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NATCO South Africa are Working to Reduce their Carbon Footprint through Investment

27th January 2021

NATCO South Africa are Working to Reduce their Carbon Footprint through Investment
NATCO South Africa are Working to Reduce their Carbon Footprint through Investment

NATCO in South Africa see it as their responsibility to invest in reducing their carbon footprint to leave a healthier planet and make a difference for the next generation. Please read on to find out more.


Environmental protection is one of the most pressing issues facing our world today and at NATCO Logistics we believe that it is the responsibility of all companies and governments to act, be aware and strategically get involved in addressing this global crisis.

NATCO Logistics and our staff strive to participate in the creation of a more sustainable future for all and to ensure that today's solutions do not put tomorrow's resources and living conditions at risk.

The term carbon footprint has appeared in the news frequently with the explosion of information that has emerged about climate change. The carbon footprint is the overall amount of greenhouse gas emissions, consisting primarily of carbon dioxide, associated with an organization, event or production. It is one of the most common measures of the effect of a community, industry, or country on the environment. An increase in greenhouse gas emissions, and therefore in carbon footprint, is the primary event associated with climate change that has led to global warming.

We are reducing our carbon footprint in the freighting and transport industries by offsetting this with investment in various important projects. This investment goes to projects that in addition to making positive climate impact, also contribute to social sustainability in local communities.

Carbon offsetting means that emissions of greenhouse gases, measured in carbon dioxide equivalents (CO2e), which have not been reduced by other internal measures, are compensated through investing in emission reduction projects in developing and LDC's (Least Developed Countries).

Collaborating with leading climate project developer, South Pole, the projects we invest in are certified according to internationally recognised standards such as the Gold Standard, VCS and CCBS (Climate & Community Biodiversity Standard). The projects also contribute to sustainable ecological and social development in the regions where these projects are located, thereby contributing to the UN Sustainable Development Goals.

The projects we are currently investing in are:

The Isangi Forest Conservation Project in the Democratic Republic of the Congo
The Isangi project in the Democratic Republic of Congo protects over 187,000 hectares of one of Earth's most biodiverse rainforests from deforestation. As carbon sinks, forests play an important role in climate change mitigation, while deforestation releases the carbon stored and damages ecosystem biodiversity. The project helps to alleviate local poverty by promoting sustainable economic opportunities and developing educational initiatives to bring a brighter future to remote communities. The project was validated under the Verified Carbon Standard (VCS) and the Climate, Community and Biodiversity Alliance (CCBA) by Rainforest Alliance on 6 September 2014.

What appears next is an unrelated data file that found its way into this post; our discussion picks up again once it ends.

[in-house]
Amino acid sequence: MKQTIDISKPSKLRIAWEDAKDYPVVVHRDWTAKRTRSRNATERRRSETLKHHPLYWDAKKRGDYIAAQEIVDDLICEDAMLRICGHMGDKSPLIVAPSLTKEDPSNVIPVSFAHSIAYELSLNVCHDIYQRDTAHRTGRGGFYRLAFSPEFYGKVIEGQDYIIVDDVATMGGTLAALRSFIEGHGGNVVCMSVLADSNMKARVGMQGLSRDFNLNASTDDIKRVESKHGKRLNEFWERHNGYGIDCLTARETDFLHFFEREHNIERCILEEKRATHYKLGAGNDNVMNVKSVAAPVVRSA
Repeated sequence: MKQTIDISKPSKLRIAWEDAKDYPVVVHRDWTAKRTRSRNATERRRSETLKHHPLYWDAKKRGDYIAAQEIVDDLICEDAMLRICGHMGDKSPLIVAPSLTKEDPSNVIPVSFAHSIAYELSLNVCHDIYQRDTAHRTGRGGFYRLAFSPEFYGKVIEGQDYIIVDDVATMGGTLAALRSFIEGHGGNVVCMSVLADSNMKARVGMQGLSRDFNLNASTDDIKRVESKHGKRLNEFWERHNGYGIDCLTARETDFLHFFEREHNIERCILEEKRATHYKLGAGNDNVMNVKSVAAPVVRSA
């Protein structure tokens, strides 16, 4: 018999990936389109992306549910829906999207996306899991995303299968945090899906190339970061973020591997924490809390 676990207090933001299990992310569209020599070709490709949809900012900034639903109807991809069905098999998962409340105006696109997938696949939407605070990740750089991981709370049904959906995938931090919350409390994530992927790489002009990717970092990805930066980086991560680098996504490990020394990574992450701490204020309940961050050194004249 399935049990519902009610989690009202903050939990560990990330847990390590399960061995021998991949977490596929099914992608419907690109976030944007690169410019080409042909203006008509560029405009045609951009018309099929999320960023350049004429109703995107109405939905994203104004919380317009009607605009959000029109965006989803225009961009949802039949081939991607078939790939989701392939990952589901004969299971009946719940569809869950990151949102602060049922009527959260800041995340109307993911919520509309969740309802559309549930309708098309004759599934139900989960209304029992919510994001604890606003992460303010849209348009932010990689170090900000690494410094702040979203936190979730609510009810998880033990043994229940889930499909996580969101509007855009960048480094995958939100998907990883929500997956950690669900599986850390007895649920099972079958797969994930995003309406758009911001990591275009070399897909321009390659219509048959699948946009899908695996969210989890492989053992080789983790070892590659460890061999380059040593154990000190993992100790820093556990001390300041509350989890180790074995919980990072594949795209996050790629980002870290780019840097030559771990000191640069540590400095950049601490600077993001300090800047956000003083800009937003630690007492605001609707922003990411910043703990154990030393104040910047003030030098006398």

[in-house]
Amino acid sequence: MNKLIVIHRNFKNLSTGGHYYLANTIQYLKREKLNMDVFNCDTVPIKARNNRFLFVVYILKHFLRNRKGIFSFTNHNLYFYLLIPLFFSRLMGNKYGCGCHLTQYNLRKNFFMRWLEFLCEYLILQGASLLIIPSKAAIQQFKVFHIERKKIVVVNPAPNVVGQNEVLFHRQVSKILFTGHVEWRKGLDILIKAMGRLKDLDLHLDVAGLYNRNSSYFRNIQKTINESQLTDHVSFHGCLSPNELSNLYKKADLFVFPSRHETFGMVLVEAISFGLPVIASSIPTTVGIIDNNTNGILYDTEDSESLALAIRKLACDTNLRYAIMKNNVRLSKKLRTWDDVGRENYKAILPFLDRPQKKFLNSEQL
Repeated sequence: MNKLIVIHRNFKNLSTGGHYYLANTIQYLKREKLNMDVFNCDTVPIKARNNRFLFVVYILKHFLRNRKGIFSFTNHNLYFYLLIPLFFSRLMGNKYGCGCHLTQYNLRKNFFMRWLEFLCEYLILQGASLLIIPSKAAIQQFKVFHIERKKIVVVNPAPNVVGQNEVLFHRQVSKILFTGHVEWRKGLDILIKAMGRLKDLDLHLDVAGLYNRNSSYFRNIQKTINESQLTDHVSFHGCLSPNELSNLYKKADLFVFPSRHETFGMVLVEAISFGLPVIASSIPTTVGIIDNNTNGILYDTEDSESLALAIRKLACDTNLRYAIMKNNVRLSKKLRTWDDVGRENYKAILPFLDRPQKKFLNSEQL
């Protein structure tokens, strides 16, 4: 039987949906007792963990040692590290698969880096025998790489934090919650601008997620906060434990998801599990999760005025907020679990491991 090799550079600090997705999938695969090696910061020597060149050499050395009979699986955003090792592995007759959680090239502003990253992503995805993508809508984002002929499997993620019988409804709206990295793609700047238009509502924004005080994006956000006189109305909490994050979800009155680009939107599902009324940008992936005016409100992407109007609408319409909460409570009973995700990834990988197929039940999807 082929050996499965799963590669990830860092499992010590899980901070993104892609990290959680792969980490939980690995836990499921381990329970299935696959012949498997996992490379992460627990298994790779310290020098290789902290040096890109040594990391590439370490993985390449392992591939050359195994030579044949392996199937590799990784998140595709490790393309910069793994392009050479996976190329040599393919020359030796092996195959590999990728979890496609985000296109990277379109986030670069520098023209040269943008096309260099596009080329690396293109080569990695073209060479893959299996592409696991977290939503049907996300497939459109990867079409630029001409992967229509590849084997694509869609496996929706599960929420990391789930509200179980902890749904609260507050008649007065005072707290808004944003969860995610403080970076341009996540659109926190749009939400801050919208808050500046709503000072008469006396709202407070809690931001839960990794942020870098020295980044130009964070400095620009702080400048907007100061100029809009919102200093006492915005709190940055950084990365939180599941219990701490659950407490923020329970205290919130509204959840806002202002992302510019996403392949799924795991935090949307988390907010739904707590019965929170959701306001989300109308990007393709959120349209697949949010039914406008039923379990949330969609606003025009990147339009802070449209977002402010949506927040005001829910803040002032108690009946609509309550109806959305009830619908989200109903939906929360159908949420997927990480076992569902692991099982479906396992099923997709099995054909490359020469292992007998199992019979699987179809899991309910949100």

The Ceará Renewable Energy Project in Brazil
The Amazon rainforest plays an important part in regulating the world's oxygen and carbon cycles and it produces roughly 6% of the world's oxygen. Through this project in Brazil, several small ceramics factories have switched their fuel production from native forest wood to agricultural and industrial biomass residues. The carbon credits revenue is reinvested in social, environmental and economic benefits for workers and the community. The ceramics are located in Brazil, in the state of Ceará in the northeast region of the country. The contribution to sustainability is being monitored by applying the Sustainability Monitoring Plan, described on Section G of the Gold Standard Passport, Version 05.

The Hydrologic Water Project in Cambodia
In Cambodia, many of the population boils water on wood fire stoves to make it safe for drinking, while some may not use any sort of treatment at all. The smoke the fires give off can have very harmful effects on the respiratory health of women and children in particular and drinking unpurified water can lead to illnesses particularly among young children. This project sells locally made Ceramic Water Purifiers (CWP) at subsidised costs to Cambodian citizens. With a filter in their home, families no longer need to boil their water to make it safe to drink. This reduces indoor air pollution from wood burning and reduces pressure on Cambodia's vulnerable forests. The CWP purifiers are beginning to make a profound difference to those who need it most.


The PCN Head Office is proud to see NATCO South Africa doing their part to make a difference and help to make a positive climate impact around the world.

http://www.natco.co.za